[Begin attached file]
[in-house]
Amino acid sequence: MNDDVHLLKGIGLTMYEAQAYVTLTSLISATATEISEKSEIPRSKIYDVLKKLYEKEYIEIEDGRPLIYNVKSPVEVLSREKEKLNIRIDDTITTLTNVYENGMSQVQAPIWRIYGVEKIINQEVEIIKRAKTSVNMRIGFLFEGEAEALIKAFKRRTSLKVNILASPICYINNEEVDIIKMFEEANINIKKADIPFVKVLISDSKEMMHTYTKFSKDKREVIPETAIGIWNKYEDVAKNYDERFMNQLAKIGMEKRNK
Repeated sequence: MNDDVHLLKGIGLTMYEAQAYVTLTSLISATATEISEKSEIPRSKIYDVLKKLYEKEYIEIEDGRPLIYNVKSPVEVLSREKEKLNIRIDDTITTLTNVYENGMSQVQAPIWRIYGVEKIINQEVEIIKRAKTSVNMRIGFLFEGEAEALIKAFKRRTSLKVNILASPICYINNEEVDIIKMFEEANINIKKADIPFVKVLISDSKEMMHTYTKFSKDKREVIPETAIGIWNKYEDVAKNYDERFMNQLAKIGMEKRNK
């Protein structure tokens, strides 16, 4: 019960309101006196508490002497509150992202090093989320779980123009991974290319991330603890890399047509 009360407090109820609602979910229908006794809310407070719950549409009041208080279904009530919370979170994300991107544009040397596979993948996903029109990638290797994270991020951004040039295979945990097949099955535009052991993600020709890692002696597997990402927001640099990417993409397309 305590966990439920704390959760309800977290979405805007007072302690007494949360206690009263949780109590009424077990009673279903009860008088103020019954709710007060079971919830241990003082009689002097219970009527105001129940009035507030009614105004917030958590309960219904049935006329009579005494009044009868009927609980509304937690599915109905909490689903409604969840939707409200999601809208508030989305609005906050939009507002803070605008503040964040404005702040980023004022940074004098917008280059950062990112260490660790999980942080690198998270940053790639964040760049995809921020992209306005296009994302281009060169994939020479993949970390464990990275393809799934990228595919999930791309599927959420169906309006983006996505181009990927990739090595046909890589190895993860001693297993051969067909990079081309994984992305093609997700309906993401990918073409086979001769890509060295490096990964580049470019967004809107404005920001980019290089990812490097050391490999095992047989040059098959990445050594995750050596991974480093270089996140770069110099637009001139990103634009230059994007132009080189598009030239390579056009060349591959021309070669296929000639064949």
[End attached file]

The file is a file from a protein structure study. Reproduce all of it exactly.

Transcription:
[in-house]
Amino acid sequence: MNDDVHLLKGIGLTMYEAQAYVTLTSLISATATEISEKSEIPRSKIYDVLKKLYEKEYIEIEDGRPLIYNVKSPVEVLSREKEKLNIRIDDTITTLTNVYENGMSQVQAPIWRIYGVEKIINQEVEIIKRAKTSVNMRIGFLFEGEAEALIKAFKRRTSLKVNILASPICYINNEEVDIIKMFEEANINIKKADIPFVKVLISDSKEMMHTYTKFSKDKREVIPETAIGIWNKYEDVAKNYDERFMNQLAKIGMEKRNK
Repeated sequence: MNDDVHLLKGIGLTMYEAQAYVTLTSLISATATEISEKSEIPRSKIYDVLKKLYEKEYIEIEDGRPLIYNVKSPVEVLSREKEKLNIRIDDTITTLTNVYENGMSQVQAPIWRIYGVEKIINQEVEIIKRAKTSVNMRIGFLFEGEAEALIKAFKRRTSLKVNILASPICYINNEEVDIIKMFEEANINIKKADIPFVKVLISDSKEMMHTYTKFSKDKREVIPETAIGIWNKYEDVAKNYDERFMNQLAKIGMEKRNK
């Protein structure tokens, strides 16, 4: 019960309101006196508490002497509150992202090093989320779980123009991974290319991330603890890399047509 009360407090109820609602979910229908006794809310407070719950549409009041208080279904009530919370979170994300991107544009040397596979993948996903029109990638290797994270991020951004040039295979945990097949099955535009052991993600020709890692002696597997990402927001640099990417993409397309 305590966990439920704390959760309800977290979405805007007072302690007494949360206690009263949780109590009424077990009673279903009860008088103020019954709710007060079971919830241990003082009689002097219970009527105001129940009035507030009614105004917030958590309960219904049935006329009579005494009044009868009927609980509304937690599915109905909490689903409604969840939707409200999601809208508030989305609005906050939009507002803070605008503040964040404005702040980023004022940074004098917008280059950062990112260490660790999980942080690198998270940053790639964040760049995809921020992209306005296009994302281009060169994939020479993949970390464990990275393809799934990228595919999930791309599927959420169906309006983006996505181009990927990739090595046909890589190895993860001693297993051969067909990079081309994984992305093609997700309906993401990918073409086979001769890509060295490096990964580049470019967004809107404005920001980019290089990812490097050391490999095992047989040059098959990445050594995750050596991974480093270089996140770069110099637009001139990103634009230059994007132009080189598009030239390579056009060349591959021309070669296929000639064949």